Social care: Making a more convincing argument for reform

Simon Bottery – The Kings Fund

 

The stark reality of adult social care policy is that no government has been willing to invest the political capital required to make reform happen. The current government is as close as any but its reforms are now faltering.
 
To what extent must the social care sector itself bear some responsibility for this situation and what might be done about it? In this blog I explore one aspect of this – the main arguments used in favour of reform, their strengths and weaknesses – and suggest how they might best be developed.
 
I see three main arguments which have been used to date – and three more that have had little or no usage but which could prove valuable.

 

First the ones that have been used extensively.
  1. Moral/ethical: ‘Society should do more for older/disabled people’. This is often the mainstay of the sector’s arguments and it can be powerful. But it clearly hasn’t been enough to bring about change. It also tends to emphasise need (epitomised by the infamous ‘wrinkly hands’ photo), which can sit uncomfortably with a more strengths-based sector.
  2. Rights-based: ‘Older/disabled people have a right to independence’. In a strengths-based sector, this often feels like a more righteous (literally) argument to make. But does it work any better with the public and policymakers who ultimately decide whether reform happens? I’ve seen nothing to suggest it does.
These arguments have been insufficient, I think, to overcome reluctance from people – not just governments – to bear the extra costs that reforming social care entails. That may be changing: some polling suggests greater public enthusiasm for higher public spending. Still, it’s noticeable that no local authority has been willing to put public mood on social care to the test by calling a referendum on a significant increase in council tax. The reason is simple: they think they’ll lose.

 

The limited impact of these arguments has not led the sector to fundamentally change or augment them but instead to say them MORE LOUDLY AND URGENTLY. That’s led to a third type of argument.
  1. Crisis! Everyone is familiar with this argument. ‘The sector is at tipping point’. ‘Care homes are going to collapse’. These crisis messages are understandable and have worked, up to a point. They have led government to drip feed the sector with money. But it’s only been short-term funding, not wider reform. There’s little reason to believe that will change.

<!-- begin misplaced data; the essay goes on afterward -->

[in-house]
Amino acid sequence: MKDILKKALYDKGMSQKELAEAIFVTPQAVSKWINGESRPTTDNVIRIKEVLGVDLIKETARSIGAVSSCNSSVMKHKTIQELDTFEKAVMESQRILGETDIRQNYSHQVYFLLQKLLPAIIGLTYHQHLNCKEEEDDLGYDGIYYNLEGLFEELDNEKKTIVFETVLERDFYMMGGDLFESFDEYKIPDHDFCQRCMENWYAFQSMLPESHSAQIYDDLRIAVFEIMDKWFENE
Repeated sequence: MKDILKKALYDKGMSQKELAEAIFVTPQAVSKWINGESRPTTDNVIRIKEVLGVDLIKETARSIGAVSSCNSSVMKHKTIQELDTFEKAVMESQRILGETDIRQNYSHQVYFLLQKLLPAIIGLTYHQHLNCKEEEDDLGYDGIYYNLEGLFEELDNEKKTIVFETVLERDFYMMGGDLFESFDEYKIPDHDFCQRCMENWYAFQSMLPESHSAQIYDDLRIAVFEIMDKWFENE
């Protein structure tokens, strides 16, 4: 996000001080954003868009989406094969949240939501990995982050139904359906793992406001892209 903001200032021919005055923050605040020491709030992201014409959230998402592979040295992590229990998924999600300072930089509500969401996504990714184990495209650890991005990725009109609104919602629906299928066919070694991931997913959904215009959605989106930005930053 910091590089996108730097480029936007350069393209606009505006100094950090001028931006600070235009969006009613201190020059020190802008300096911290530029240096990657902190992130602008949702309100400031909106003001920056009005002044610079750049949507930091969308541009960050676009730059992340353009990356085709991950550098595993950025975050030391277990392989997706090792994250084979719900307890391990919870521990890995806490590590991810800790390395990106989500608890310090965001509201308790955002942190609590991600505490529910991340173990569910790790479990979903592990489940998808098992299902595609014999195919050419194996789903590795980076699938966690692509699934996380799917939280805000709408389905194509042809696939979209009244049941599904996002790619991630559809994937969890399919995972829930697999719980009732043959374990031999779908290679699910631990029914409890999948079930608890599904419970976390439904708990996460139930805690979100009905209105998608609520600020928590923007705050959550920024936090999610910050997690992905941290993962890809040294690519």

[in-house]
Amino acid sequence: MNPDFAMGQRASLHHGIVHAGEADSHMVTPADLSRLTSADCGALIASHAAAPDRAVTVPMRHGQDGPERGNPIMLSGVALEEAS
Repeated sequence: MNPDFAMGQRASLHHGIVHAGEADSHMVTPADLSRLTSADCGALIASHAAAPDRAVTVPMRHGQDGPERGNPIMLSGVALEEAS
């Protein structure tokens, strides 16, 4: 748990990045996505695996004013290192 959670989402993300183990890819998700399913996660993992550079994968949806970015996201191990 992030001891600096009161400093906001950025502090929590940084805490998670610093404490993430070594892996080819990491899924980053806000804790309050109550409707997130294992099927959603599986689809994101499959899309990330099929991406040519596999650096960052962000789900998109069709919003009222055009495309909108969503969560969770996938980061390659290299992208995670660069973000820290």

There are three arguments that have been less used.
  1. Self-interest. Stephen Chandler used this a recent King’s Fund event when he said: ‘We are all just one lifechanging incident away from needing adult social care’. It is powerful and has the benefit of moving away from ‘them’ and ‘us’ view of disability and social care, though a weakness is that most people still don’t think they’ll need support (or are willing to take the risk they won’t).
  2. This argument is enticing: social care funding is not really spending money but investing in growth. Skills for Care has done some work setting out this economic case and it has merit. But it has weaknesses. If growth is the main goal, other areas will claim as much or more benefit from investment as social care (education for example). So while the economic argument has been under-developed, on its own it is again unlikely to convince a sceptical Treasury. However, it’s an example of the type of argument that we should develop more: the instrumental argument.
  3. Instrumental. The question here is: what are the broader policy goals that social care reform might help deliver? There are at least three issues that are worth further exploration. First we should look at social care in the context of wider workforce policy. One of the prime reasons that reform eventually succeeded in Japan was because provision of more social care was seen to fit the broader goal in Japan of enabling more women to return to a dwindling workforce. With Brexit, it is possible we will be in similar territory. Secondly, the prevention agenda and in particular the ‘grand challenge’ on ageing. The government has set an ambitious target to ensure that people can enjoy at least 5 extra healthy, independent years of life by 2035. Social care ought to be a key player in this, yet is barely discussed. Finally, ‘levelling up’. Here again social care ought to be considering the case for investment in social care as an agent of social, political and economic change. These three are by no means an exhaustive list (and nor should we be shy of making the case for social care as a contributor to the NHS as part of this argument).
These six arguments should be seen as complementary to each rather than alternatives. Some will work better than others with some audiences and in some scenarios. But together they could be brought together as a credible case for change. That might not in itself be enough. There are other, underlying problems to resolve:
  • We need to be clearer about the tangible benefits that investment in social care is buying. This is one of the reasons social care tends to be at the back of the queue for funding.
  • We need a clearer sense of national political accountability for social care. There has been unwillingness by national politicians to invest political capital in reforms over which they have limited control in delivery.
All of this means the sector would still have to improve its evidence, its messaging and its discipline. Nevertheless, if the social care sector continues in the same way it will likely get the same results: this offers at least some initial thoughts on how the future might not follow the same path as the past.

 

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